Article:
Community life

Seminars on taboo topics provide southern comfort

By Jay Grenby, May 7, 2009

Liberal, Reform and United Synagogues in south London have joined forces to tackle issues that “have far too long been taboo in the Jewish community”.

Seminars focusing on depression, cancer and drugs and alcohol abuse are launching the venture, organised primarily by Kingston Liberal Synagogue and the Weybridge-based North-West Surrey Reform community, with the backing of the Kingston United congregation.

More..

Four shuls, one voice

By Jay Grenby, May 7, 2009

A combined Yom Hazikaron/Yom Ha’atzmaut event at Pinner Synagogue was the first in what is hoped will be joint ventures between the four United Synagogue communities on the outer north-west London fringes.

The commemoration attracted over 300 members from the host community, Northwood, Ruislip and Watford. The programme featured the visiting rabbis and contributions from young community members. A proportion of profits will be donated to Magen David Adom.

More..

Class act for Ivrit lessons

By Cathy Forman, May 7, 2009

Clore Tikva Primary in Redbridge this week formally launched a new programme of Ivrit teaching commissioned by Leo Baeck College.

The curriculum has been piloted since September, when Ivrit classes for pupils were reduced from three to two per week because of a fall in parental contributions at the voluntary-aided school. Clore Tikva’s Hebrew co-ordinator Dalia Wittenberg has developed the UJIA-funded programme.

More..

Friends honoured

By James Martin, May 7, 2009

A new gymnasium —named in honour of two former active youth members in Kenton — is the centrepiece of a £70,000 refurbishment programme which will act as “a community hub” for north-west London Jews.

Kulanu, formerly the Kenton Youth Centre, celebrated the completion of six months of refurbishments on Tuesday with a reception which was attended by Chief Rabbi Sir Jonathan Sacks, and over 100 others, and included the unveiling of a state-of-the art gymnasium, and sports facilities including a full-size snooker table and table tennis tables.

More..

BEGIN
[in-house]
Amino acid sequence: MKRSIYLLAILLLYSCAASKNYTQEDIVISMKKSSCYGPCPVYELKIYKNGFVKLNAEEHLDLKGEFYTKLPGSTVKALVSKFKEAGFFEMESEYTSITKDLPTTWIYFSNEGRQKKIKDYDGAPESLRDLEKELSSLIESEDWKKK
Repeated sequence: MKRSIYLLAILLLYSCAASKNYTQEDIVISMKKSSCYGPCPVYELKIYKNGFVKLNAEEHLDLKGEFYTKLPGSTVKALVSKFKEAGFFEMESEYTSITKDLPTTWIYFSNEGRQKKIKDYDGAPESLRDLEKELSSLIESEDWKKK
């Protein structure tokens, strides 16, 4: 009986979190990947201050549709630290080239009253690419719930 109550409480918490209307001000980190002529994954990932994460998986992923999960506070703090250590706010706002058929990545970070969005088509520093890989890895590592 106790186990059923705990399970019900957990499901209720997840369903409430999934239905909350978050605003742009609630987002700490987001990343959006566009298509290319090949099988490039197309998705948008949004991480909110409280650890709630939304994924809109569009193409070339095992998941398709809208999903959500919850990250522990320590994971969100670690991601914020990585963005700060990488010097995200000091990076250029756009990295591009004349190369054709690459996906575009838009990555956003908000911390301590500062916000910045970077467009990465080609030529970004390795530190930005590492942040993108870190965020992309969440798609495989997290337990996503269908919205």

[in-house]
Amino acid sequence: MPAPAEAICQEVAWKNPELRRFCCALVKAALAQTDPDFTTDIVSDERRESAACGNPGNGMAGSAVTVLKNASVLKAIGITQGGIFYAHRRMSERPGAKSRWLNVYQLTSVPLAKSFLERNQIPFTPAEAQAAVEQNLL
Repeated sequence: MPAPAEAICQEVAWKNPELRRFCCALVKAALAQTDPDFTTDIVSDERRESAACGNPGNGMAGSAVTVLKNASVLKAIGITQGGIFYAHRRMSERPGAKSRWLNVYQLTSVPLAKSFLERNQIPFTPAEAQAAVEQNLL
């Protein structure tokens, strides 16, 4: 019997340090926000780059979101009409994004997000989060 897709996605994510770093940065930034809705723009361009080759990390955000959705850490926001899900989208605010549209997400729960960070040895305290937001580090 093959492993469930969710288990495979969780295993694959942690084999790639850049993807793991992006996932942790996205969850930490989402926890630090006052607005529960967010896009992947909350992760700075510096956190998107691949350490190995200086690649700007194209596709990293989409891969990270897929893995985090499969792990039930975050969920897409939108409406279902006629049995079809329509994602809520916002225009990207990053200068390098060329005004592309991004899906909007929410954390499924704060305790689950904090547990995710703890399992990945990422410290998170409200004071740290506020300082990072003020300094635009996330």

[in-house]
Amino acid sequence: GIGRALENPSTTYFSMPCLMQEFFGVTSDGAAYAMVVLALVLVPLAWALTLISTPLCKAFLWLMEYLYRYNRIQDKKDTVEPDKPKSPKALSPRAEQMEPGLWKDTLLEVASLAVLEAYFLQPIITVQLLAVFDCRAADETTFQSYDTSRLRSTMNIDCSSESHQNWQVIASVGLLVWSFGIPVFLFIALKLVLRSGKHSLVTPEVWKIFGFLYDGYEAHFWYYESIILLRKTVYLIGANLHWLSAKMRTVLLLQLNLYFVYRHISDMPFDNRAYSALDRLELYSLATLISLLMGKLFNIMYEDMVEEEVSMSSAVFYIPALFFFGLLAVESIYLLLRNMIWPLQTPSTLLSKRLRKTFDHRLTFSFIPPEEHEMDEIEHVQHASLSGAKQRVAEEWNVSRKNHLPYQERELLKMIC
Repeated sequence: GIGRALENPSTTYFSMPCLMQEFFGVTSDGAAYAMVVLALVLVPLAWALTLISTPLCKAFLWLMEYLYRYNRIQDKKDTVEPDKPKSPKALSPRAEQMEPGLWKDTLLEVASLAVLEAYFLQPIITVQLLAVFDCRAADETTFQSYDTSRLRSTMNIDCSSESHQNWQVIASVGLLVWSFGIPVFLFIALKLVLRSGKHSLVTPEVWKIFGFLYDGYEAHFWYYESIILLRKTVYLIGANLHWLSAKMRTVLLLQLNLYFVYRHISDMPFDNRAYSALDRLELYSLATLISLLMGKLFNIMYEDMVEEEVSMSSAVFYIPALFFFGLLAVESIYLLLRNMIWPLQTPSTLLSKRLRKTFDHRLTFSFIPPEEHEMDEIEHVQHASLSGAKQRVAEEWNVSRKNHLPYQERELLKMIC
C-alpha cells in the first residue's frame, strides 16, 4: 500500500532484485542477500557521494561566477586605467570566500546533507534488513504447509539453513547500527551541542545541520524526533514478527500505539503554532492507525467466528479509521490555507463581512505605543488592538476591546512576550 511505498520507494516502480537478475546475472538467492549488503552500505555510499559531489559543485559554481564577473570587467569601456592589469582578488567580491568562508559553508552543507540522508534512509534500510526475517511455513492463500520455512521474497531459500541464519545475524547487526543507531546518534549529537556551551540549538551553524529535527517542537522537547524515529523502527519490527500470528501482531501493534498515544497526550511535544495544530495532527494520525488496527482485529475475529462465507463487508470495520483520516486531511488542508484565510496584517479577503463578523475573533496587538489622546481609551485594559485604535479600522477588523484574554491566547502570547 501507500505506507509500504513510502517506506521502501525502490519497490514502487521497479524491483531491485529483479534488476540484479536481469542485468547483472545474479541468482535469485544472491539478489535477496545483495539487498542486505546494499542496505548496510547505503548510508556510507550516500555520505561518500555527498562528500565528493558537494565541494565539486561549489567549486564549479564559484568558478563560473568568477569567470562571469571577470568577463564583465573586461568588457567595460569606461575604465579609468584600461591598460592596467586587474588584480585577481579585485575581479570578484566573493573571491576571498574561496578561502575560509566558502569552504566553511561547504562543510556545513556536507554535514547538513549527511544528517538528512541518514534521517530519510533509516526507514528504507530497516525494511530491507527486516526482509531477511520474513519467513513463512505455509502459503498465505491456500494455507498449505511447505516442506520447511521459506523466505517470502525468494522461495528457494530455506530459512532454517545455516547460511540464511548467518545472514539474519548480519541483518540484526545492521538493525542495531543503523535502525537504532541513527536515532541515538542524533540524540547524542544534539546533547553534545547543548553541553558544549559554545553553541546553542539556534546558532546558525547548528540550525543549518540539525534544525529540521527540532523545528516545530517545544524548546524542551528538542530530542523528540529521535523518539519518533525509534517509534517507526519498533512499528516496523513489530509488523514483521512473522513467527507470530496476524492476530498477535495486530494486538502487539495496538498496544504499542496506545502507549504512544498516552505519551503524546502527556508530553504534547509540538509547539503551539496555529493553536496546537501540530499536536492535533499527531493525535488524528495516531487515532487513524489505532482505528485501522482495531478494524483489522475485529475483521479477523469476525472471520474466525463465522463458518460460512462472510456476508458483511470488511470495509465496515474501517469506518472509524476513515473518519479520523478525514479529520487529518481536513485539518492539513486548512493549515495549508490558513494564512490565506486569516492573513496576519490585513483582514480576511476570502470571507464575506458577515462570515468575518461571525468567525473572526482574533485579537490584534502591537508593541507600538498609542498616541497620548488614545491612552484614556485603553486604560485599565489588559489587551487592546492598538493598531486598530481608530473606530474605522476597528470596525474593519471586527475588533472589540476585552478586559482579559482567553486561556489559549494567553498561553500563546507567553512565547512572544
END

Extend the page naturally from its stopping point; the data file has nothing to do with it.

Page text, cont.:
Tributes to leaders

By Isabel Janner, May 7, 2009

Two Israeli emissaries were honoured for “truly remarkable work” by Israel’s Ambassador Ron Prosor at a ceremony at the London embassy.

Asaf Segev was recognised for his contribution to the Leeds community, particularly his work with students. Noa Jellinek’s accolade was for her teaching at the Independent Jewish Day School in Hendon, where her innovative Hebrew learning methods have inspired other Jewish educators.

More..

Miracle teenager says thanks to supporters

By Jay Grenby, May 7, 2009

A 13-year-old Radlett girl who recently left hospital after lengthy treatment for a rare form of cancer has thrown a thank-you party for those who have helped her.

Just over a year ago, Immanuel College pupil Alana Jacobs was diagnosed with osteosarcoma, a form of bone cancer which mainly affects young people.

More..

Crohn’s challenger

May 7, 2009

A 40-year-old Crohn’s disease sufferer from Radlett is getting on his bike in America to raise money for and awareness of Crohn’s.

Frustrated by the lack of knowledge about the inflammatory bowel disease, Michael Seres will take part in a 210-mile cycle around the Hudson River in New York.

Mr Seres was disgnosed early in life and has undergone 21 operations in 30 years, including the removal of a large part of his intestine. But he has been given the green light by doctors for the 70-mile-day challenge next month.

More..

Manchester Tay Sachs screening set to close

By Jonathan Kalmus, May 7, 2009

The last screening for Tay Sachs outside of London is due to take place in Manchester next week.

Screening drives for the fatal genetic disorder have traditionally been run inside Jewish schools, paid for by the Tay Sachs Screening Programme. However, the charity, run by north Manchester-based doctor of genetics Sybil Simon, is due to close when she retires.

“For the past 20 years I have run it and fundraised for it. There is no one to take this over. No one wants to do voluntary work anymore.”

More..

A friend in Wittenberg

May 7, 2009

Masorti’s senior rabbi Jonathan Wittenberg addressed a Trafalgar Square rally on Monday urging the government to grant citizenship to 450,000 long-term migrants.

“The story of the stranger is our story also,” Rabbi Wittenberg told an audience of 25,000 people including trade union members, MPs and faith leaders at the Strangers into Citizens event. “All too often we have been exiles, refugees, seeking a safe haven to become good citizens.” Rabbi Wittenberg’s mother fled to the UK from Nazi Germany.

More..

Peace duo on visit

By James Martin, May 7, 2009

Two prominent speakers in the campaign to bring peaceful dialogue to the Middle East have been touring the country this week.

Former Palestinian resistance fighter Ali Abu Awwad and Israeli Robi Damelin have been speaking on behalf of the UK Friends of the Bereaved Families Forum, a group that supports the work of the Israel-based BFF which campaigns for peaceful dialogue between Israelis and Palestinians.

The pair spoke to around 200 people at a fundraising dinner in the West End about the efforts of the forum in promoting greater understanding about the conflict to both sides.

More..